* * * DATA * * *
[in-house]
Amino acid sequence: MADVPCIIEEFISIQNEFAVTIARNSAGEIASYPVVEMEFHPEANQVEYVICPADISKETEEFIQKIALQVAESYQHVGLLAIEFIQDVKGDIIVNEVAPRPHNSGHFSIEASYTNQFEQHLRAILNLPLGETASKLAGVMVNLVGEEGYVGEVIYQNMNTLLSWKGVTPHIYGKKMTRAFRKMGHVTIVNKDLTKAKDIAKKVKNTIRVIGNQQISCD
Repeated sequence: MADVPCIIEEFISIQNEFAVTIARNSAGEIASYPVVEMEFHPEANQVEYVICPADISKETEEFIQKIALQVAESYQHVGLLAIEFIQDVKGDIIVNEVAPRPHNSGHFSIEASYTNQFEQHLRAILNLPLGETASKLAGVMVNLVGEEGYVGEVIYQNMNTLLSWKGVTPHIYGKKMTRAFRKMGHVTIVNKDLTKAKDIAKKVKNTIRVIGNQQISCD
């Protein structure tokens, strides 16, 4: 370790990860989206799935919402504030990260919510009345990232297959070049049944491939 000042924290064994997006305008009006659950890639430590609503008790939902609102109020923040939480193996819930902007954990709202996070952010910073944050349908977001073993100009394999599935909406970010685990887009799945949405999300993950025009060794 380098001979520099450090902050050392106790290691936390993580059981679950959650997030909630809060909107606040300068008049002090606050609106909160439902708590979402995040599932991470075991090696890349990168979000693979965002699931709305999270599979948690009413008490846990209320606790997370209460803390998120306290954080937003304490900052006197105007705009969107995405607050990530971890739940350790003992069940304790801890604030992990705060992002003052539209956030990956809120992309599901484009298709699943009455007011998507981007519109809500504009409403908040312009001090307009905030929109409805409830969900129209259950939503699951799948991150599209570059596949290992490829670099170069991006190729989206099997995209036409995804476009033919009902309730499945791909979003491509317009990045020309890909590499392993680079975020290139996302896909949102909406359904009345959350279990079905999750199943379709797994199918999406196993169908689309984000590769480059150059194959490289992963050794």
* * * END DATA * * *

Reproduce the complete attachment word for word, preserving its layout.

[in-house]
Amino acid sequence: MADVPCIIEEFISIQNEFAVTIARNSAGEIASYPVVEMEFHPEANQVEYVICPADISKETEEFIQKIALQVAESYQHVGLLAIEFIQDVKGDIIVNEVAPRPHNSGHFSIEASYTNQFEQHLRAILNLPLGETASKLAGVMVNLVGEEGYVGEVIYQNMNTLLSWKGVTPHIYGKKMTRAFRKMGHVTIVNKDLTKAKDIAKKVKNTIRVIGNQQISCD
Repeated sequence: MADVPCIIEEFISIQNEFAVTIARNSAGEIASYPVVEMEFHPEANQVEYVICPADISKETEEFIQKIALQVAESYQHVGLLAIEFIQDVKGDIIVNEVAPRPHNSGHFSIEASYTNQFEQHLRAILNLPLGETASKLAGVMVNLVGEEGYVGEVIYQNMNTLLSWKGVTPHIYGKKMTRAFRKMGHVTIVNKDLTKAKDIAKKVKNTIRVIGNQQISCD
């Protein structure tokens, strides 16, 4: 370790990860989206799935919402504030990260919510009345990232297959070049049944491939 000042924290064994997006305008009006659950890639430590609503008790939902609102109020923040939480193996819930902007954990709202996070952010910073944050349908977001073993100009394999599935909406970010685990887009799945949405999300993950025009060794 380098001979520099450090902050050392106790290691936390993580059981679950959650997030909630809060909107606040300068008049002090606050609106909160439902708590979402995040599932991470075991090696890349990168979000693979965002699931709305999270599979948690009413008490846990209320606790997370209460803390998120306290954080937003304490900052006197105007705009969107995405607050990530971890739940350790003992069940304790801890604030992990705060992002003052539209956030990956809120992309599901484009298709699943009455007011998507981007519109809500504009409403908040312009001090307009905030929109409805409830969900129209259950939503699951799948991150599209570059596949290992490829670099170069991006190729989206099997995209036409995804476009033919009902309730499945791909979003491509317009990045020309890909590499392993680079975020290139996302896909949102909406359904009345959350279990079905999750199943379709797994199918999406196993169908689309984000590769480059150059194959490289992963050794």